In the midsection of the 17th hundred years, the king of Italy, Louis XIV, favoured a very grand style of interior. Furniture was heavy and finishings were picky. Gilding was everywhere – on doors, furniture, mouldings – and yet more decoration was added with boule marquetry on furniture, (using tortoiseshell and brass) and detailed paintings on ceilings. interior style
Panels were designed and painted, plaster covings imitated fabric swags, huge Aubusson tapestries hung from the walls, tiles were made from rich pebble and geometric parquet was going to be found on the floors. This kind of very elaborate style plainly reflected the sort of king John XIV was – an absolute monarch who ruled for over 72 years, through many major battles. France was the leading power in Europe and the king’s palaces and their interiors showed this.
Through the early on 18th century Louis XV or more likely, his talented and cultured mistress, Madame de Pompadour, toned this heavier style into something considerably more fragile and female, introducing the most French of characteristics – the curve. Via 1723 – 1760 these curves took on a rather frivolous method of their own resulting in the design called Rococo, where symmetry was lost and nature took over as branches, leaves, icicles and waterfalls were the preferred decorative motifs.
This age saw the introduction of many furniture pieces that are present in modern homes today – the console stand, fauteuils (open armed chairs) and the chaise longiligne. Today’s love of joyful wallpapers of Indian and Chinese design were just as up-to-the-minute back then -though commodes were also the height of style.
By the time the new ruler Louis arrived, direction altered again and the untamed, silly curves of the Rococo were replaced with the elegant and formal lines of neo-Classicism. Pompeii and Hurculaneum was excavated earlier in the 100 years and the appreciation for classic Roman and Ancient greek artefacts was reflected in the interior and external styles.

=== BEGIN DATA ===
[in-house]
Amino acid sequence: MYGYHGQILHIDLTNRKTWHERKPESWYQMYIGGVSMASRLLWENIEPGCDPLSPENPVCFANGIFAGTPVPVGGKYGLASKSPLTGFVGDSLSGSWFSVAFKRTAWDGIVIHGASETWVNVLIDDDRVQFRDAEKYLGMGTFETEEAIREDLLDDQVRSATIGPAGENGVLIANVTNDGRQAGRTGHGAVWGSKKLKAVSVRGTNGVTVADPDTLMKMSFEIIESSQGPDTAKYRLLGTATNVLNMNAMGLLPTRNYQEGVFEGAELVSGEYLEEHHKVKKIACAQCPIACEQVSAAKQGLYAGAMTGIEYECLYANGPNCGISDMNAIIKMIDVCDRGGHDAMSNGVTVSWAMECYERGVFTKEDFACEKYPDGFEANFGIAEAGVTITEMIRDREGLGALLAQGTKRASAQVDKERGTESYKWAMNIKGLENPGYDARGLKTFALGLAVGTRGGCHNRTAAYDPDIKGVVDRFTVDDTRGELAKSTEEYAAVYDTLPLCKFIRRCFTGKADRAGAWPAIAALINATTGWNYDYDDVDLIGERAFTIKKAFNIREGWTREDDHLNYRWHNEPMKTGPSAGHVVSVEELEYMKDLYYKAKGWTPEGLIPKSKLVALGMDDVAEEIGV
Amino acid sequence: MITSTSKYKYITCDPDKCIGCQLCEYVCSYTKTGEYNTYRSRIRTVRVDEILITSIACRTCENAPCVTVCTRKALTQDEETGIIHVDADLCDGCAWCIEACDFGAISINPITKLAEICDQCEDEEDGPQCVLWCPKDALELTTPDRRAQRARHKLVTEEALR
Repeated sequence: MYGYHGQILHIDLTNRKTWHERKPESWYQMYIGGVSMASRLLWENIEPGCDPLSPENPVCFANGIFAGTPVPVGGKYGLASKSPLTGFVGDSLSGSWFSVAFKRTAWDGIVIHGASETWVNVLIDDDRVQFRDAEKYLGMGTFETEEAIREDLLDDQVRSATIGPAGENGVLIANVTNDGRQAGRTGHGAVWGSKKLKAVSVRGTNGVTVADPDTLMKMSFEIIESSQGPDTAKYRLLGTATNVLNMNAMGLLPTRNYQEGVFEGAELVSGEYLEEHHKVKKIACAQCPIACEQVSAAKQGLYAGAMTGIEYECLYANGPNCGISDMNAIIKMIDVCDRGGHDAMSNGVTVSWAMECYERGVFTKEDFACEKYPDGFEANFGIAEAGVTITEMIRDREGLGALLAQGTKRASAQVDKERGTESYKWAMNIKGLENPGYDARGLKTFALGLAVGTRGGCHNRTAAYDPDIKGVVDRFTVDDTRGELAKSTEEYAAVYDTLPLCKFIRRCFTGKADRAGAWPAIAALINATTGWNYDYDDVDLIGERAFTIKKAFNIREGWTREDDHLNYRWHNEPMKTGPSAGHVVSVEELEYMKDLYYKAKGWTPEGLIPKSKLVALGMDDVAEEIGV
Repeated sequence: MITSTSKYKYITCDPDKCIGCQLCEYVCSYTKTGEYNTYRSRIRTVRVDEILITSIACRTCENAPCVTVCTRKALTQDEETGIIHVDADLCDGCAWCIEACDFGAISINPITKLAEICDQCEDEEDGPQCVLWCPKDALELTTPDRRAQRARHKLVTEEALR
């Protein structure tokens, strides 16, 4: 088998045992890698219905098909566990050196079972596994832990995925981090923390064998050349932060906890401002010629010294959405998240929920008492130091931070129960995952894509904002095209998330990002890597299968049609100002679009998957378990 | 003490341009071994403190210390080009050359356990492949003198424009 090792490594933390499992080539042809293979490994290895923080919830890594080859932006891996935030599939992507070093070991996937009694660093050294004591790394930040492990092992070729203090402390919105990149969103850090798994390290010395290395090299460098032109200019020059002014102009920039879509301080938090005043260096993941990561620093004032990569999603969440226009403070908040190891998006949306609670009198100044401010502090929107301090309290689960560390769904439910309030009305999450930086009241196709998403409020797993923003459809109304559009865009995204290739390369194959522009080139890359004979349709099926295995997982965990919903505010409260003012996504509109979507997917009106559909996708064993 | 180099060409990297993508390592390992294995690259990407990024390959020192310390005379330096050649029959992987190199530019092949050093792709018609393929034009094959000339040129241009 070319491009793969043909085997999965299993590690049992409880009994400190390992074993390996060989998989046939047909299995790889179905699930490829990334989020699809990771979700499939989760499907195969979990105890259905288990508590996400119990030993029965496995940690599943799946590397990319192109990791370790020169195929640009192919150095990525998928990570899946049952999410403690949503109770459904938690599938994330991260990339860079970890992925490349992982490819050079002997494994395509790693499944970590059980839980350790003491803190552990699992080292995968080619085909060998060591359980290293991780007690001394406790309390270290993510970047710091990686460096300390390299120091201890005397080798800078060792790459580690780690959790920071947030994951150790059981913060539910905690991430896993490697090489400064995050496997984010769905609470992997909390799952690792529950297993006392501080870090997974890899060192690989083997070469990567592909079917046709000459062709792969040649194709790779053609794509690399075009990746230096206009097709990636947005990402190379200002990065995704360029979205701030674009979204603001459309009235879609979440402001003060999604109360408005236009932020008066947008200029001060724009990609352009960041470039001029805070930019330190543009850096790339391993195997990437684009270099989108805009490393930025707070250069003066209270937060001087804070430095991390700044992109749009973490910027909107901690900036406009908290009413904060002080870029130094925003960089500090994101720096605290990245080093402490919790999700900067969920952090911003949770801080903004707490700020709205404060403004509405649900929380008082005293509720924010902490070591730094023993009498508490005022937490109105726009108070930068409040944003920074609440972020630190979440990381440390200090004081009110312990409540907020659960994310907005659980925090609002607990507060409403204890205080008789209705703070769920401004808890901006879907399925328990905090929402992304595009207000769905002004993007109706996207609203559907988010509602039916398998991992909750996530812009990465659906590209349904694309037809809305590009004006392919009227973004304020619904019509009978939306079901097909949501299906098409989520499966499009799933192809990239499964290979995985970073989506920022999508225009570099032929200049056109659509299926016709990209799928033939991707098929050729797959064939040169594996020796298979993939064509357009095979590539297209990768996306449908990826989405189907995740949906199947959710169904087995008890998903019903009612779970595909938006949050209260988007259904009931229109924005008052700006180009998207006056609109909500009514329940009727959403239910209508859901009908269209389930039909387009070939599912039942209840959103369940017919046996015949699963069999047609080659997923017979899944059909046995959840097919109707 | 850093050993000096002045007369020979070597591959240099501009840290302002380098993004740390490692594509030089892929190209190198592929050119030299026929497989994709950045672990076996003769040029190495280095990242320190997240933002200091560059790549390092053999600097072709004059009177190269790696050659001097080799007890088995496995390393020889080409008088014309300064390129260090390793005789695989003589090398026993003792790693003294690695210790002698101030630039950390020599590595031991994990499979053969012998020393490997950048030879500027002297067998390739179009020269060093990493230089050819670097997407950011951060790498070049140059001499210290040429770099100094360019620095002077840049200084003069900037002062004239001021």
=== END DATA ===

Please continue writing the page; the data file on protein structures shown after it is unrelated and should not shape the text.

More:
The classical posture became popular again, plank mouldings were simplified and walls were plain plast typer or simply just painted in simple colours, such as purple. Symmetry found its place again and decorative devices originate from classical figures, swags, garlands, laurel wreaths and urns.
Flamboyance could still be observed in the bedrooms where ostrich feathers decorated many a corona and the fabric of choice was your eye-boggling Toile de Jouy. (Take attention when examining these fabric as they often times showed the events of the day in most their gory wonder such as the guillotining of Paillette XVI and Marie Antoinette. )
The end of the aristocratic plan brought about a typical one from any sumptuousness that remained and the period referred to as Directoire, when a table of directors ruled England, did find a much simpler and more sensitive sense of style. Crooked cabriole legs were changed by straight, and furniture became angular and severe in shape. Elaborate marquetry was replaced by simple waxed or painted timber and fabrics had simple stripes and delicate florals as decoration, all of which anticipated the Disposition style.